Senator asks Treasury to examine Trump foreign associates

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WASHINGTON (AP) — A senior Senate Democrat is asking the Treasury Department to evaluate whether President Donald Trump and his family's business associates and possible investors from Russia and other countries have violated U.S. laws against financing terrorism, money laundering and other illicit activities.

Trump's refusal to jettison or disclose investments that create potential conflicts of interest raises concern over his extensive international holdings, Sen. Sherrod Brown of Ohio said in a letter Thursday to the new Treasury secretary, Steven Mnuchin. Brown is the senior Democrat on the Senate Banking Committee.

Brown asked Mnuchin whether he has requested or received from Trump and his family a complete list of their investors and business partners.

The Treasury Department has responsibility to enforce U.S. laws and sanctions against terrorist financing, bank secrecy and money laundering.

A Treasury spokesman didn't immediately return a request for comment Thursday.

"Given the potential conflicts with (U.S.) laws posed by the vast holdings and business activities of the president and his family, have they provided you — or have you requested from them and received — a comprehensive list of their investors, business partners, politically exposed persons and related actors?" Brown asked Mnuchin in the letter. "It is in the interest of the Trump family and the American people that Treasury independently assess any risks associated with these investors."

If he hasn't already done so, Brown asked Mnuchin to request from Trump a full list, so that the Treasury, other regulators and U.S. intelligence officials can assess the foreign partners and investors.

Brown cited a 2008 statement by son Donald Trump Jr. that Trump businesses "see a lot of money pouring in from Russia." He asked whether ownership or investment deals with Russians might allow "opportunities for economic leverage over the president or any of his family members or associates."

Trump visited construction sites and met with city officials during visits to Russia, and he presided at a Miss Universe pageant. But he didn't strike any real estate deals, though he discussed several deals in three visits dating to 1987.

Russia as well as several Russian leaders and business executives have come under international and U.S. sanctions in recent years.

Trump has been shadowed by questions about potential ties to Russia since winning the election in November. U.S. intelligence agencies have concluded that Russia meddled in the campaign in an effort to help Trump defeat Democrat Hillary Clinton. Federal investigators have been looking into possible contacts between Trump advisers and Russia.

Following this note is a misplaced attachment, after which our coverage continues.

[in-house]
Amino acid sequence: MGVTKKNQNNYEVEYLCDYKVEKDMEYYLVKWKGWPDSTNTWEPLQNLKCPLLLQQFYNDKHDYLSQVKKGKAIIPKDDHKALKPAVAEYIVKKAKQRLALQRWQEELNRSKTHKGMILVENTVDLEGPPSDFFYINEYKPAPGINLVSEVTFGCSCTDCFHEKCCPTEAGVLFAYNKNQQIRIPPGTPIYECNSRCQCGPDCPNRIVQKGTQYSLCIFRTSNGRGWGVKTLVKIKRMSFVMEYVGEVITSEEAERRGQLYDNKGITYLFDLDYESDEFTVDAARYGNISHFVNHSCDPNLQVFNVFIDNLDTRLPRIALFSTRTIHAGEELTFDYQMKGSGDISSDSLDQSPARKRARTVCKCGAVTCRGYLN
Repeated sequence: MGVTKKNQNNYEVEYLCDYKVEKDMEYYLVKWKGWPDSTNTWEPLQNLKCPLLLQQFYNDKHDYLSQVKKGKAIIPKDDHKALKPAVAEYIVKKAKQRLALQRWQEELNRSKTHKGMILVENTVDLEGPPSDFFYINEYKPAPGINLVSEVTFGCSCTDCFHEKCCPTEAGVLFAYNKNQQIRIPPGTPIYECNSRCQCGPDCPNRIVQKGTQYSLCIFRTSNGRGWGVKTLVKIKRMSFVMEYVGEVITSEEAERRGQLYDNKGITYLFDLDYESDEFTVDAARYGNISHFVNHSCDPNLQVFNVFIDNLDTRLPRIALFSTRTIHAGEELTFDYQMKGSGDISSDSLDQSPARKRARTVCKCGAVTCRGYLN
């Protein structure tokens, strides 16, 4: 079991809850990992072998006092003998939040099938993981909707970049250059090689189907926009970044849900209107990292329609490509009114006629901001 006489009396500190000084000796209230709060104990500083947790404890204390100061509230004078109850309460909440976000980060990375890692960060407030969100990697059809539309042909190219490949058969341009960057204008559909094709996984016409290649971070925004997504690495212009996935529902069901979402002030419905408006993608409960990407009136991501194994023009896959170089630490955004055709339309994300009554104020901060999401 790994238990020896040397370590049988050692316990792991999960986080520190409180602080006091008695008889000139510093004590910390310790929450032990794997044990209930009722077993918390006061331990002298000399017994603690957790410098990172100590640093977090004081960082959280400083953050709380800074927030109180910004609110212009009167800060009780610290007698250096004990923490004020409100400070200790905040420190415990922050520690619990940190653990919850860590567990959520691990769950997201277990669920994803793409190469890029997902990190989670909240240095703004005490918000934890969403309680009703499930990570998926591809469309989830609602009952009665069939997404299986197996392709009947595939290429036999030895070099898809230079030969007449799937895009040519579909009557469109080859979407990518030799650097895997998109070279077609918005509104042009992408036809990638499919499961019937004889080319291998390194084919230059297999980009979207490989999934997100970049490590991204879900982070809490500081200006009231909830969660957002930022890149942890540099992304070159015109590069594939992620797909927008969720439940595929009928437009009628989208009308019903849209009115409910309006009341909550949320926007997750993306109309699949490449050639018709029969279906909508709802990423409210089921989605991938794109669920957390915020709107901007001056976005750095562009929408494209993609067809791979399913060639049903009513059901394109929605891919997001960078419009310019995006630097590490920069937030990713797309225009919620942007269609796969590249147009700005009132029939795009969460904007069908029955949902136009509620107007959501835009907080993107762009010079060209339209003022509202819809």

Brown said the concerns aren't limited to Russia, noting the family-owned Trump Organization's array of investments and business ties around the world.

Through it, Trump has interests in some 500 companies in about 20 countries, forming a complex and opaque empire scattered around the globe. His holdings create a tangle of potential conflicts of interest without precedent in modern U.S. history.

Trump has his name on hotels, residential towers and resorts stretching from South Korea and the Philippines in Asia to Uruguay in South America and Turkey in the Middle East. Indonesia, Panama and India are among the other locations where he has struck deals.

Many of the Trump Organization companies have no business operations and are just shells set up to hold stakes in other companies, possibly to provide legal and tax protection. Trump owns little overseas. He has preferred to strike licensing deals that entail little more than renting out his name for hefty fees.

Ethics experts note the possibility that Trump might be tempted to shape regulations, taxes and foreign policy to enrich himself or his business partners. Foreign governments could seek to influence him by rewarding or punishing his business interests in their countries.

The experts have called for Trump to sell off his assets and place his investments in a blind trust, an entity that his family would not control. That's what previous presidents have done. Trump hasn't been willing to go that far. He has said he will not be involved in day-to-day company operations and will leave that responsibility to his adult sons, Eric and Donald Trump Jr. Trump hasn't addressed the ethical minefield of whether he would retain a financial interest in his Trump Organization.

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